SEPT. 4: The problem that requires surgery is chronic compartment syndrome in Melancon’s forearm pronator muscle, according to Andrew Baggarly of the Mercury News. That has left him with a persistent feeling of tightness in the elbow joint, Baggarly explains, which a surgical procedure will relieve.
Melancon suggests he is hoping to wait until the season is over to go under the knife, though he notes it’s “literally day to day” as to when it’ll take place. (Basically, it seems, he’ll keep pitching unless the problem isn’t allowing him to do so regularly and tolerably.) The fairly unusual procedure is expected to require a two- to three-month layoff, so Melancon ought to be ready to go next spring regardless of when the surgery occurs.
SEPT. 1: Giants reliever Mark Melancon is likely to undergo forearm surgery relatively soon, manager Bruce Bochy told reporters including John Shea of the San Francisco Chronicle (via Twitter). It is not yet clear exactly when Melancon will stop pitching this year.
It still isn’t even known precisely what procedure the veteran righty is contemplating, beyond the fact that it’s to address a longstanding issue to his forearm. But Bochy said the recovery time is expected to be from six to eight weeks.
While the club isn’t concerned that Melancon could further injure himself by continuing to throw, it also wants to ensure that he has plenty of time to get healthy and ramp back up next spring. After all, the team has a long-term interest to protect and isn’t going anywhere in 2017. In the meantime, Sam Dyson will likely continue to operate as the close.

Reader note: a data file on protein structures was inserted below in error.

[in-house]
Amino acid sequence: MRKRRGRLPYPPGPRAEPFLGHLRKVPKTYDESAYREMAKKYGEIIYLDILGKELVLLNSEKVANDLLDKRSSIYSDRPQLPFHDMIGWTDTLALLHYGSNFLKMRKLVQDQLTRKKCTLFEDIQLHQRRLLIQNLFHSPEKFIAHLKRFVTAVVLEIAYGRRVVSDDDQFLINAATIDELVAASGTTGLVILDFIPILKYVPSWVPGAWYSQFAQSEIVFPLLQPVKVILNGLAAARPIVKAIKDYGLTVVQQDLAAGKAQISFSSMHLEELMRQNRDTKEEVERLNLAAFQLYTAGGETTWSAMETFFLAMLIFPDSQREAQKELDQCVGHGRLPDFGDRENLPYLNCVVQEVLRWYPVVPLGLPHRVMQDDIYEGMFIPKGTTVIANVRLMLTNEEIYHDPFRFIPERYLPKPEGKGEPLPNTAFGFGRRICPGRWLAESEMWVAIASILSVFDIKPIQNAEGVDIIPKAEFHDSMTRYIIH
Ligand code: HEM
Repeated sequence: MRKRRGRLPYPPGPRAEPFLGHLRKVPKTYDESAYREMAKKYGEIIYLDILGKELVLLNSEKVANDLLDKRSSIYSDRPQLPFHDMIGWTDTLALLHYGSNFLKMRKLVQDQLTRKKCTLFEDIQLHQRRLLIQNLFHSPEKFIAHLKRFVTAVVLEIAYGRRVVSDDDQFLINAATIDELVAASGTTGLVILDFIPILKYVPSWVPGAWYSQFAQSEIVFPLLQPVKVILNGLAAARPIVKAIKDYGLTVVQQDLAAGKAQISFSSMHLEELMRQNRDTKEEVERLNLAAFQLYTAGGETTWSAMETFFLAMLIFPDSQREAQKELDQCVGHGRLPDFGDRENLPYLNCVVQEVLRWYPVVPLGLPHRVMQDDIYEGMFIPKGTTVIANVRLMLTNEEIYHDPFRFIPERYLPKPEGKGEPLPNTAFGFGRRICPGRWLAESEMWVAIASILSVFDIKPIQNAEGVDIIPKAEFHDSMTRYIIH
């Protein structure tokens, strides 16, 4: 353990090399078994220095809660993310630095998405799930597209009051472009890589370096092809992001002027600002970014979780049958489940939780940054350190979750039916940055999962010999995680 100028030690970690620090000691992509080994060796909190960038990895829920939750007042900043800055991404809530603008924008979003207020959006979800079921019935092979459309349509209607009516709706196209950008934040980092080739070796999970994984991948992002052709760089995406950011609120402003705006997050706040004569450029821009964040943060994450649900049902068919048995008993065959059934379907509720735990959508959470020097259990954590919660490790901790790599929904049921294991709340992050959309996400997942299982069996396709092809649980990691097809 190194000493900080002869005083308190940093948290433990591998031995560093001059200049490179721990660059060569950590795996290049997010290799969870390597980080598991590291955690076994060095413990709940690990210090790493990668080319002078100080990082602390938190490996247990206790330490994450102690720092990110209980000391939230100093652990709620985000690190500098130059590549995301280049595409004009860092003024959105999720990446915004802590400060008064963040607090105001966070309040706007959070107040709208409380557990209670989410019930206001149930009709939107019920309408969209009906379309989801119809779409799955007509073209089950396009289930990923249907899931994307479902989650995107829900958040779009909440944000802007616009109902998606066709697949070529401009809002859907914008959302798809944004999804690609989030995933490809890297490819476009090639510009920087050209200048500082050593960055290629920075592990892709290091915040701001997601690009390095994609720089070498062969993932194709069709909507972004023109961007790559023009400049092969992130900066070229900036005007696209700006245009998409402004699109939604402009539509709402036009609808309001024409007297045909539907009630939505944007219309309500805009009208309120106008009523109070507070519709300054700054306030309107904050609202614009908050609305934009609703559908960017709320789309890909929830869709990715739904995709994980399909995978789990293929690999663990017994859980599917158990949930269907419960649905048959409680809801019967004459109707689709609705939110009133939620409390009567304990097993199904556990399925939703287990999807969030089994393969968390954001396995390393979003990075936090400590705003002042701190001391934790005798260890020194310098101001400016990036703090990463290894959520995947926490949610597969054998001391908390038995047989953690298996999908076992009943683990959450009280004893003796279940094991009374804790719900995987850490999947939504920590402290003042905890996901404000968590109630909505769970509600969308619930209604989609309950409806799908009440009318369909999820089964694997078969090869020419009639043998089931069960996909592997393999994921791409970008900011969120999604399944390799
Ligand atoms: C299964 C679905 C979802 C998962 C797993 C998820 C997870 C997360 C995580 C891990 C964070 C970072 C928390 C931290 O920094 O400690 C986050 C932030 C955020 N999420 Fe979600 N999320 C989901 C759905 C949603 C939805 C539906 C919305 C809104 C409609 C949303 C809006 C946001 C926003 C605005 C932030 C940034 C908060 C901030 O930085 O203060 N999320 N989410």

Melancon is under contract for three more years and $38MM after the end of the current season. There’s an opt-out opportunity after 2018, though at present that seems unlikely to be taken.
San Francisco will hope that Melancon can not only stay off the DL in 2018 and beyond but also that he can improve upon his current 3.95 ERA. He allowed just 1.80 earned per nine over the prior four seasons, setting up the big contract despite his relatively advanced age.
It is encouraging, at least, that Melancon has continued to post similar strikeout-to-walk (8.6 K/9 vs. 1.7 BB/9) and groundball (54.2%) numbers to those he carried in recent years. He has surrendered a few more hits (.358 BABIP-against) and homers (0.99 HR/9; 14.3% HR/FB) than is typical, helping to explain the difference in the bottom-line results.